Every five years, the FDA, the medtech industry and the public sit down and hammer out how the agency should spend the money it collects in fees from medical device developers seeking approvals and clearances.
Negotiations on MDUFA V were scheduled for April 2020 but were waylayed by the pandemic. Following an initial stakeholder meeting in October, the FDA now says the virtual monthly meetings may begin in March. Congress must pass by MDUFA V by September 2022, when the current user fee law expires.
Before Congress can reauthorize the amendment, the FDA must consult with the regulated industry and make recommendations to lawmakers about its goals for the process of reviewing device applications. The agency issued its official invitation today to interested parties to register for virtual monthly meetings where they can try to influence the direction of the amendment. Registration deadline is February 26, 2021.
A couple of those interested parties told Medical Design & Outsourcing what they want out of MDUFA V.
Medical device companies have invested $1.2 billion in user fees set by MDUFA IV, according to Medical Device Manufacturers Association (MDMA) executive director Mark Leahey. Some of the goals laid out in the current law weren’t met before COVID-19 hit and others were compounded by the pandemic, Leahey added. MDMA would like the FDA to fill jobs that the current user fee program funded, and decide what to do with the $100 million reserve fund of user fees that hasn’t been spent, he noted.
“Let’s get an assessment of all the investments we’re currently making and all of the dollars we’re currently paying, and if those investments haven’t been made, let’s start there,” Leahey said. “And if there are some additional, incremental, targeted investments that we could make to improve the process, we’re happy to consider those.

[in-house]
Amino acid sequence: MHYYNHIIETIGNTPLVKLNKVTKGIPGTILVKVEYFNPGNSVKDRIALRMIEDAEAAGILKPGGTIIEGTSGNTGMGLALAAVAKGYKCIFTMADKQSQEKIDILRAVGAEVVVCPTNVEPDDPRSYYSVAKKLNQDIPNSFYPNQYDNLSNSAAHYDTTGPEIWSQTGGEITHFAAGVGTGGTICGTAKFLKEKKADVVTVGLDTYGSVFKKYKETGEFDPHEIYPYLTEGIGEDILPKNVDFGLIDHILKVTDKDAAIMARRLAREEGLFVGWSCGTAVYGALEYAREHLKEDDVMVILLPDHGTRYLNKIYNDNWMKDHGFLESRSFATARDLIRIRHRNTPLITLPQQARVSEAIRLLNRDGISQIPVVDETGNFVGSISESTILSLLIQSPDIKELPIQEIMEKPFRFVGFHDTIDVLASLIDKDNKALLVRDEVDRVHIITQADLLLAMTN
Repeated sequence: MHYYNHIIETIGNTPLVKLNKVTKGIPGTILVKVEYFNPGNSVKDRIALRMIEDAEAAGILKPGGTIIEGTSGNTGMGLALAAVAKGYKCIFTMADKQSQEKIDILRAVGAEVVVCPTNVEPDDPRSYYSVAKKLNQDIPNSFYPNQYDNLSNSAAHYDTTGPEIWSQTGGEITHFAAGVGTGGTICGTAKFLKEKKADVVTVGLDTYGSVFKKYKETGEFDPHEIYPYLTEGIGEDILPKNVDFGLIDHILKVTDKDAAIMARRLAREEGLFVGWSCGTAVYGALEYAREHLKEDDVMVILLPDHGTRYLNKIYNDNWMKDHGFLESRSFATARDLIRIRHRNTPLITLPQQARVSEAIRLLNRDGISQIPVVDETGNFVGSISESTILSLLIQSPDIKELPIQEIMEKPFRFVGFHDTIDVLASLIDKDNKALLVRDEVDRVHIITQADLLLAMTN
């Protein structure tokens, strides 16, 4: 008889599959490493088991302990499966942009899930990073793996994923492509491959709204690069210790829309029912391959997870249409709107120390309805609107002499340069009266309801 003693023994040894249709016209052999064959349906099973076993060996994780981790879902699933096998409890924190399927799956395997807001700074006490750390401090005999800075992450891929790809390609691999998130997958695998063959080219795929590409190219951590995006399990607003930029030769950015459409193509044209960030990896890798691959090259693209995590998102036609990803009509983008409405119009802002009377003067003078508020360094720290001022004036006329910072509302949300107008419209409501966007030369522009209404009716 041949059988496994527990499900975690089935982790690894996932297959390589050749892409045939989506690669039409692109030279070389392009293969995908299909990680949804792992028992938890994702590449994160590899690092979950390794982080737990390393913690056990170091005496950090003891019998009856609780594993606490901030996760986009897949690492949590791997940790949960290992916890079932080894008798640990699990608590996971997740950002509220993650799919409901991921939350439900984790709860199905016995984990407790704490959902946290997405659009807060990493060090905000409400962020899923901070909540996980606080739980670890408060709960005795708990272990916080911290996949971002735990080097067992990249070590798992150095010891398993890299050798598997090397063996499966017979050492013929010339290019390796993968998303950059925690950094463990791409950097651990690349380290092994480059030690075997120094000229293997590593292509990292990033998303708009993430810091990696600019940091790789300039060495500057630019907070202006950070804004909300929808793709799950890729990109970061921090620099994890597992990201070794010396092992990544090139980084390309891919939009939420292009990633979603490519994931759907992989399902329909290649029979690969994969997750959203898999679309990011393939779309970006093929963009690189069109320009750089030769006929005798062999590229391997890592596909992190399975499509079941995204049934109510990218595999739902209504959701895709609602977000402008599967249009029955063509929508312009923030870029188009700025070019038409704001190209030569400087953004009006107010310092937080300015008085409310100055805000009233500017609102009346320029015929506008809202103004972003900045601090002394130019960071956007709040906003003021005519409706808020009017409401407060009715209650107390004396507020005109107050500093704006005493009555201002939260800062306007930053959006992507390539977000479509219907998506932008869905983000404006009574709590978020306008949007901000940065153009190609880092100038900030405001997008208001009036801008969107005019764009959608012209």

“For us it’s just consistency and transparency,” he said. “The last user fee agreement, we surveyed our members and 95% of our members said the quality of the journey is more important than the quickness of the journey.”
Patrick Hope, executive director of the Medical Imaging & Technology Alliance (MITA), said these negotiations, which also include the Department of Health and Human Services, are “very involved.”
“We want to make sure that building off of MDUFA (IV), the last agreement that we created, we want to maintain the current performance levels and maintain the appropriations,” Hope said. “And (where) the appropriations currently are at, the majority — slightly majority share — comes from the FDA. And so we want to maintain that ratio so that we don’t have an inverse of the manufacturers put it in more resources than the FDA does.”